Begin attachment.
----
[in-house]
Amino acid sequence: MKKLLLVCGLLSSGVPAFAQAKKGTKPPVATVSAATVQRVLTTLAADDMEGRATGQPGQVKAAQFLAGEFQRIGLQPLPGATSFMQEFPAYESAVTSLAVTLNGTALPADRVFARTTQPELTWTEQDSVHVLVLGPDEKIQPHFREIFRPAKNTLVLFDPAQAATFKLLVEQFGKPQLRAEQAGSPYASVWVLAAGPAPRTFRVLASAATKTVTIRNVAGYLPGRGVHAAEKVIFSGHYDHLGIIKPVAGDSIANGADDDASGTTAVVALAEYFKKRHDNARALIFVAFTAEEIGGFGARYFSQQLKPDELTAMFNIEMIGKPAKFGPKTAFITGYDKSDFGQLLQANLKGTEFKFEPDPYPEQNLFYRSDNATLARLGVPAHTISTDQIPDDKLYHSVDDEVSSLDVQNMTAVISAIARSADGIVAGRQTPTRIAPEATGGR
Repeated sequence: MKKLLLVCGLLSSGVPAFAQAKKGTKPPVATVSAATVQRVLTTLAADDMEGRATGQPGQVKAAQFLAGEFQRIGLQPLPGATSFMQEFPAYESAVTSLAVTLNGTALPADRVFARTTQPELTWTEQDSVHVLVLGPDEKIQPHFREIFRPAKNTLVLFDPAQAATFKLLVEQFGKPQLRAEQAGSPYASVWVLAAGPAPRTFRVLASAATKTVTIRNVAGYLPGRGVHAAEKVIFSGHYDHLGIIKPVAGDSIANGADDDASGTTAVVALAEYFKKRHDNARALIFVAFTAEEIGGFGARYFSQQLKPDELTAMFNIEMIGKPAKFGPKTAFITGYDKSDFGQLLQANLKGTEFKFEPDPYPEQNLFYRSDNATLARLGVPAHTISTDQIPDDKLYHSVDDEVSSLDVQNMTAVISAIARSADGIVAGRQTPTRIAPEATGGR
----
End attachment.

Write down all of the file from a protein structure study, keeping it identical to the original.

[in-house]
Amino acid sequence: MKKLLLVCGLLSSGVPAFAQAKKGTKPPVATVSAATVQRVLTTLAADDMEGRATGQPGQVKAAQFLAGEFQRIGLQPLPGATSFMQEFPAYESAVTSLAVTLNGTALPADRVFARTTQPELTWTEQDSVHVLVLGPDEKIQPHFREIFRPAKNTLVLFDPAQAATFKLLVEQFGKPQLRAEQAGSPYASVWVLAAGPAPRTFRVLASAATKTVTIRNVAGYLPGRGVHAAEKVIFSGHYDHLGIIKPVAGDSIANGADDDASGTTAVVALAEYFKKRHDNARALIFVAFTAEEIGGFGARYFSQQLKPDELTAMFNIEMIGKPAKFGPKTAFITGYDKSDFGQLLQANLKGTEFKFEPDPYPEQNLFYRSDNATLARLGVPAHTISTDQIPDDKLYHSVDDEVSSLDVQNMTAVISAIARSADGIVAGRQTPTRIAPEATGGR
Repeated sequence: MKKLLLVCGLLSSGVPAFAQAKKGTKPPVATVSAATVQRVLTTLAADDMEGRATGQPGQVKAAQFLAGEFQRIGLQPLPGATSFMQEFPAYESAVTSLAVTLNGTALPADRVFARTTQPELTWTEQDSVHVLVLGPDEKIQPHFREIFRPAKNTLVLFDPAQAATFKLLVEQFGKPQLRAEQAGSPYASVWVLAAGPAPRTFRVLASAATKTVTIRNVAGYLPGRGVHAAEKVIFSGHYDHLGIIKPVAGDSIANGADDDASGTTAVVALAEYFKKRHDNARALIFVAFTAEEIGGFGARYFSQQLKPDELTAMFNIEMIGKPAKFGPKTAFITGYDKSDFGQLLQANLKGTEFKFEPDPYPEQNLFYRSDNATLARLGVPAHTISTDQIPDDKLYHSVDDEVSSLDVQNMTAVISAIARSADGIVAGRQTPTRIAPEATGGR